Another day, another outrageous claim — it seems to be the pattern of this election. In this case, Donald Trump responded to the firebombing of a North Carolina Republican Party office with a tweet blaming, of course, the "animals representing Hillary Clinton and Dems in North Carolina." Take a deep breath. Shake it off. The Republican nominee for president didn't just blame his opponent for a horrendous crime without any evidence to back it up, did he? But wait — this is 2016, and the Republican nominee for president is Donald Trump, and yes that is exactly what he did.
The bombing happened early Sunday morning in Hillsborough, North Carolina, very fortunately at a time when no one happened to be there. The damage included a broken window from someone throwing in some sort of Molotov cocktail, creating substantial fire damage in the office's interior. Most troublingly, the perpetrator of the crime also wrote "Nazi Republicans leave town or else" on a building next door, although that has since been painted over.
Politicians across the state and both parties immediate weighed in to condemn it. Republican Gov. Pat McCrory called it "an attack on our democracy", Hillary Clinton said it was "horrific and unacceptable," and Hillsborough's Democratic mayor Tom Stevens said that "its hateful message undermines decency, respect and integrity in civic participation." None of them, however, ventured to make a claim about who had actually committed the crime, as the authorities have yet to discover a suspect.
This is nothing new for Trump's Twitter feed, which he has used to propagate his pet theories about the media rigging the election and to remind his followers of his belief that Hillary Clinton should be in jail.
But just for a thought exercise, let's imagine what would happen if Clinton had claimed that a group of Trump supporters had bombed the GOP office in order to frame her and her campaign. In all likelihood, it would ignite a Twitter firestorm the likes of which we have never seen, not even from him. His assertion, however, is exactly as valid as that hypothetical one would be, in the absence of any evidence one way or the other.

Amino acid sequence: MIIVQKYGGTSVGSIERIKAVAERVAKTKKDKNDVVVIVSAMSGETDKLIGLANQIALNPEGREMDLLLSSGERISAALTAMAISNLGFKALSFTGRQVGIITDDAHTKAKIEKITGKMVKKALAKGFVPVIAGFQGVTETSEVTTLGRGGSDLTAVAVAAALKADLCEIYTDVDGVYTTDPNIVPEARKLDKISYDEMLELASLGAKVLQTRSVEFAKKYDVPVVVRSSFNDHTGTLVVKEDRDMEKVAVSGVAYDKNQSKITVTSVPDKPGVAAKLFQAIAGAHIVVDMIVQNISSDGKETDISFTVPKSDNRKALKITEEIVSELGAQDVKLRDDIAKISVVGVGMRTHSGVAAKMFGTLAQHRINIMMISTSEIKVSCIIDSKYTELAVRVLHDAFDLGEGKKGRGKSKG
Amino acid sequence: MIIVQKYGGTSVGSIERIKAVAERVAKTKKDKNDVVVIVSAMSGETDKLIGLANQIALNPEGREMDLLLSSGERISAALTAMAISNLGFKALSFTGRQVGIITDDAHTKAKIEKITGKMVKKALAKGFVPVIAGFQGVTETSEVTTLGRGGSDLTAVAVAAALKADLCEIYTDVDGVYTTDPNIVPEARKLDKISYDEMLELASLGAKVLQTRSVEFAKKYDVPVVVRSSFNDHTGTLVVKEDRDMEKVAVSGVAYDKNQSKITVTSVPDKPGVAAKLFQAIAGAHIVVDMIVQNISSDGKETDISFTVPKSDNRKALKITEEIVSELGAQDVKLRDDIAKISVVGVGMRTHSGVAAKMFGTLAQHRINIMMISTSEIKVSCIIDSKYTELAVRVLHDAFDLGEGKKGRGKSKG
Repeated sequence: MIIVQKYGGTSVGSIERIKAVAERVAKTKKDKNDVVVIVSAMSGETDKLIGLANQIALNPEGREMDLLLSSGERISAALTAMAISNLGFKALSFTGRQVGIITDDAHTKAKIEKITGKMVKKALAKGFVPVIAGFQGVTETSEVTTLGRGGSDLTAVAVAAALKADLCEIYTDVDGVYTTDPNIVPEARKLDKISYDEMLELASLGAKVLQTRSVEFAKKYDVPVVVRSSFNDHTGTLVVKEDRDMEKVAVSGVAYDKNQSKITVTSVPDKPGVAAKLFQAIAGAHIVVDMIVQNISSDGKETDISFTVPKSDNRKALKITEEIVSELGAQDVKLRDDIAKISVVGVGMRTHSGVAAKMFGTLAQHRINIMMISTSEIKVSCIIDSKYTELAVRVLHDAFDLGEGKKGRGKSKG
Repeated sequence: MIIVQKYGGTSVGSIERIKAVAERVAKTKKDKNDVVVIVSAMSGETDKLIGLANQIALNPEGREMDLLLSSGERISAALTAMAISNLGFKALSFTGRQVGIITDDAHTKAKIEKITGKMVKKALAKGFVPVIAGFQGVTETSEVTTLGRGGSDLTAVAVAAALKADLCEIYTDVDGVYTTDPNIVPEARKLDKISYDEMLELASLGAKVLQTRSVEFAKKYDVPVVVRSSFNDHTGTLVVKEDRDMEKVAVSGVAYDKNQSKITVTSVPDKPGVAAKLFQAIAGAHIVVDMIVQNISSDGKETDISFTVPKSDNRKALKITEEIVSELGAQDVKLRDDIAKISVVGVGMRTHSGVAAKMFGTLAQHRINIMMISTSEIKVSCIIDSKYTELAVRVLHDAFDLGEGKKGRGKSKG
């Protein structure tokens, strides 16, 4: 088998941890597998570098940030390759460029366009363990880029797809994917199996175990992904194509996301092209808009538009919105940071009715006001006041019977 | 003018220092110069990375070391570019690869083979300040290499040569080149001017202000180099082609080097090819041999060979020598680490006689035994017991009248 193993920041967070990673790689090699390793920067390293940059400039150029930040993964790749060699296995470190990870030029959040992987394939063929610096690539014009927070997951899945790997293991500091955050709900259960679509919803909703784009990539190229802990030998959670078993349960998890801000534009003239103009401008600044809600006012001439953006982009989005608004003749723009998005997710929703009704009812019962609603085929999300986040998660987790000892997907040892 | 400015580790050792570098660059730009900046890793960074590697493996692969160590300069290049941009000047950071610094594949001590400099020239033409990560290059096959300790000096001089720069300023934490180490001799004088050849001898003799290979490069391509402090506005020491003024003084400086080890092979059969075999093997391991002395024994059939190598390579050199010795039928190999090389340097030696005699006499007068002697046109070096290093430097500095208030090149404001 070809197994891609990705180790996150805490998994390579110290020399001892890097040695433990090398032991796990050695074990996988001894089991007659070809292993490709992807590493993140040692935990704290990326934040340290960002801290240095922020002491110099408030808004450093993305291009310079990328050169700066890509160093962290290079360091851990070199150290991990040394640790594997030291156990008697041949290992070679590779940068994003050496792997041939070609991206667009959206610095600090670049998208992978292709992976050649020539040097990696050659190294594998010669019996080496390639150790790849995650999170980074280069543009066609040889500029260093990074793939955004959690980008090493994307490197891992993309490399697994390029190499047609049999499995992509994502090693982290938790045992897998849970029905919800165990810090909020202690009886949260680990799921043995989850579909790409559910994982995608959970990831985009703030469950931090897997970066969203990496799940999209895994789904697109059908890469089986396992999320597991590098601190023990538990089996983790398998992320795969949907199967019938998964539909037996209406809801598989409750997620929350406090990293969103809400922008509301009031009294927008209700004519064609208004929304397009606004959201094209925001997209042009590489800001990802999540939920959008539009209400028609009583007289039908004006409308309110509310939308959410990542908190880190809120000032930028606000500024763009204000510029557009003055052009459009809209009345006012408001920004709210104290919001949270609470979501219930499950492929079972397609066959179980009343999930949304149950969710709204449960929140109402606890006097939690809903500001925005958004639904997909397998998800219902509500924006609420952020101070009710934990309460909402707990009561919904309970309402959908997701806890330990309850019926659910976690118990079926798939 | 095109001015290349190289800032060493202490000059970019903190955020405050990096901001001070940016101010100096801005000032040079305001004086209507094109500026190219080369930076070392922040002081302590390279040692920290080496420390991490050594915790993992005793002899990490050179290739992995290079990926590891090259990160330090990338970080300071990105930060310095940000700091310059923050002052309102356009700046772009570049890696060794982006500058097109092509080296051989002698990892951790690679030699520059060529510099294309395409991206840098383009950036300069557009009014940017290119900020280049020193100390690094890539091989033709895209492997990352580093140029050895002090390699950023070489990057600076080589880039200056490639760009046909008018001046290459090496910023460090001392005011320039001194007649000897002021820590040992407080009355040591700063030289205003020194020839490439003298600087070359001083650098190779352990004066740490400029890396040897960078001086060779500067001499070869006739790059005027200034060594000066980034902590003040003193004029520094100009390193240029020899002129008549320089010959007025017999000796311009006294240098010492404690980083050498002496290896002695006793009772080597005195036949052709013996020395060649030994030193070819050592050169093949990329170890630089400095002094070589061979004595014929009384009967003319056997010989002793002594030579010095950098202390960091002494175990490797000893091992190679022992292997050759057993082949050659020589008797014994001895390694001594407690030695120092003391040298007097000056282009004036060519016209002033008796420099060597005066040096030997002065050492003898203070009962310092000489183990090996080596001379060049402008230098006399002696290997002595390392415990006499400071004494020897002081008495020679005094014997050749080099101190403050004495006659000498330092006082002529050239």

North Carolina, of course, is an especially tense state for this to happen in. The New York Times' Upshot Forecast reports that Clinton currently has about a 65 percent chance of winning the state. Hillsborough, the town where the firebombing happened, is in Orange Country — a county where there are three times as many registered Democrats as Republicans, perhaps not surprising as it is also the home of the University of North Carolina at Chapel Hill.
Hopefully, the police will find the person who committed the crime soon and settle the matter. Unfortunately, it's probably safe to assume that no matter how ridiculous and defamatory Trump's claim about Clinton's involvement in the whole thing is, he'll be using it at campaign events from now until the end of the election.